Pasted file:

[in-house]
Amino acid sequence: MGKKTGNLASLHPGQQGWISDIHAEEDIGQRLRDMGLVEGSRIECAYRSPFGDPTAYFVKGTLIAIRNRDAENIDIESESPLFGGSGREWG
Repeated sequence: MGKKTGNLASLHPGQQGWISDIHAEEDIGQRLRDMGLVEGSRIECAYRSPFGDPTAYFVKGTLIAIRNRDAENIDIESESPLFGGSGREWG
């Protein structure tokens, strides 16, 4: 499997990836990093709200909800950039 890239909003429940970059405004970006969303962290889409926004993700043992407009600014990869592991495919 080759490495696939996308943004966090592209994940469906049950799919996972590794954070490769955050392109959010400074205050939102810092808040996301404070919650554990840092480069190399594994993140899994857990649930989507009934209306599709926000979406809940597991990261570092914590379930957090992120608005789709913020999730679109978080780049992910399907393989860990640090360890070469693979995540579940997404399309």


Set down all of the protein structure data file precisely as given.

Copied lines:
[in-house]
Amino acid sequence: MGKKTGNLASLHPGQQGWISDIHAEEDIGQRLRDMGLVEGSRIECAYRSPFGDPTAYFVKGTLIAIRNRDAENIDIESESPLFGGSGREWG
Repeated sequence: MGKKTGNLASLHPGQQGWISDIHAEEDIGQRLRDMGLVEGSRIECAYRSPFGDPTAYFVKGTLIAIRNRDAENIDIESESPLFGGSGREWG
């Protein structure tokens, strides 16, 4: 499997990836990093709200909800950039 890239909003429940970059405004970006969303962290889409926004993700043992407009600014990869592991495919 080759490495696939996308943004966090592209994940469906049950799919996972590794954070490769955050392109959010400074205050939102810092808040996301404070919650554990840092480069190399594994993140899994857990649930989507009934209306599709926000979406809940597991990261570092914590379930957090992120608005789709913020999730679109978080780049992910399907393989860990640090360890070469693979995540579940997404399309």